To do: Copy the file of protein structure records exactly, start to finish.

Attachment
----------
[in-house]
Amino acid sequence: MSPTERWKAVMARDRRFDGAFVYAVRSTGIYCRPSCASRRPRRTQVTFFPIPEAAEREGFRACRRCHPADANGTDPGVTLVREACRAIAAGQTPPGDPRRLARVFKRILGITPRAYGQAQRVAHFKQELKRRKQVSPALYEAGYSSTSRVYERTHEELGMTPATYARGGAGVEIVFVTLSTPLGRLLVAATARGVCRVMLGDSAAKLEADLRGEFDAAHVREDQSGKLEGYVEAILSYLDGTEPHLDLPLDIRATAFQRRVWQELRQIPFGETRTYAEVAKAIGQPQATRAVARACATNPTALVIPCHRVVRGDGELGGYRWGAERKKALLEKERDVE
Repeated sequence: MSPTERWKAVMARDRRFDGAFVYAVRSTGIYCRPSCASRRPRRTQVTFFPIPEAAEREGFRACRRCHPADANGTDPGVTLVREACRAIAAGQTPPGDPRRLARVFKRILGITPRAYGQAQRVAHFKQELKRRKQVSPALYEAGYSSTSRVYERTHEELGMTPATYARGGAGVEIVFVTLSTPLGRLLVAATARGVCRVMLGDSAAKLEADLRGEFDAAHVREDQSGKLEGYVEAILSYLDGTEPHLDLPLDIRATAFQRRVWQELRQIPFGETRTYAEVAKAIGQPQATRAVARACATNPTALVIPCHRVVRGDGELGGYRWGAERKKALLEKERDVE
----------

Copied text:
[in-house]
Amino acid sequence: MSPTERWKAVMARDRRFDGAFVYAVRSTGIYCRPSCASRRPRRTQVTFFPIPEAAEREGFRACRRCHPADANGTDPGVTLVREACRAIAAGQTPPGDPRRLARVFKRILGITPRAYGQAQRVAHFKQELKRRKQVSPALYEAGYSSTSRVYERTHEELGMTPATYARGGAGVEIVFVTLSTPLGRLLVAATARGVCRVMLGDSAAKLEADLRGEFDAAHVREDQSGKLEGYVEAILSYLDGTEPHLDLPLDIRATAFQRRVWQELRQIPFGETRTYAEVAKAIGQPQATRAVARACATNPTALVIPCHRVVRGDGELGGYRWGAERKKALLEKERDVE
Repeated sequence: MSPTERWKAVMARDRRFDGAFVYAVRSTGIYCRPSCASRRPRRTQVTFFPIPEAAEREGFRACRRCHPADANGTDPGVTLVREACRAIAAGQTPPGDPRRLARVFKRILGITPRAYGQAQRVAHFKQELKRRKQVSPALYEAGYSSTSRVYERTHEELGMTPATYARGGAGVEIVFVTLSTPLGRLLVAATARGVCRVMLGDSAAKLEADLRGEFDAAHVREDQSGKLEGYVEAILSYLDGTEPHLDLPLDIRATAFQRRVWQELRQIPFGETRTYAEVAKAIGQPQATRAVARACATNPTALVIPCHRVVRGDGELGGYRWGAERKKALLEKERDVE